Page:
Beaconsfield to build unique cenotaph

Modern day veterans, first responders to be included

By Robert Frank

It might be a Canadian first. Local veterans have already raised $105,000 out of the $170,000 that they need to construct a monument in memory of the men and women who have laid down their lives in the service of their fellow citizens.

Beaconsfield resident Richard Gratton, who served with the Canadian Armed Forces in Afghanistan, announced the Heroes Park initiative during the Sept. 23 city council meeting.

He lauded the support that the project has received from the mayor and city councilors and staff.

The cenotaph will be built at Shore Park, across the road from Beaconsfield’s beachfront Centennial Park.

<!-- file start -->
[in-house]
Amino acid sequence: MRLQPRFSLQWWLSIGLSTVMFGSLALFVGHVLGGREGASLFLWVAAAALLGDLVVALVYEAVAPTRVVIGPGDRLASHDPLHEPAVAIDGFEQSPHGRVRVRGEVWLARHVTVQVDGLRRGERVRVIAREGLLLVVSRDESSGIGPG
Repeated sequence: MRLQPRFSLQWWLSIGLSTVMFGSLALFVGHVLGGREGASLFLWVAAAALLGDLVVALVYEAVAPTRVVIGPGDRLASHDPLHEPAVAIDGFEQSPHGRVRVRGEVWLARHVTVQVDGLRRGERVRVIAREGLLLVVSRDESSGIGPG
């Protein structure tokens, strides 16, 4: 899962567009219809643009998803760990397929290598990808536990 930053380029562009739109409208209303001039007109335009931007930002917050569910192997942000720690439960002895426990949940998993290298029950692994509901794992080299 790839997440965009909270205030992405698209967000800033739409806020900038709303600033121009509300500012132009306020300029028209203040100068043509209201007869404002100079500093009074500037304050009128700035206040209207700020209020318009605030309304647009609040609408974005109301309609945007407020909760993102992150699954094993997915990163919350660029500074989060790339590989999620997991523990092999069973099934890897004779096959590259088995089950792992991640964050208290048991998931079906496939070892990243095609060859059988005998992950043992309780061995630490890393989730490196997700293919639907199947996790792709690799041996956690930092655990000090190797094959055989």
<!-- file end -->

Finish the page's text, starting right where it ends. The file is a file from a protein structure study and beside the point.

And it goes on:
Gratton said that the layout will be aesthetically pleasing, comprising pathways which will be named to honour various groups, including women who have been killed in the line of duty.

Besides preserving the memory of modern-day veterans—including peacekeepers, more of whom have perished over the years than in Afghanistan—Gratton added that the cenotaph include first responders as well: police, firefighters and emergency medical personnel. 

“The joint monument might be the first of its kind in Canada,” he enthused. Gratton and his group have engaged students in Beaconsfield High School (BHS) in the project, in order to educate young people and perpetuate the memories that Heroes Park intends to preserve.

An official ceremony to launch the project together with BHS, the city and Veterans Affairs Canada is slated for Oct. 11.

Gratton said that the project is slated for completion in Fall 2014, in time to mark the centennial of the outbreak of World War I.

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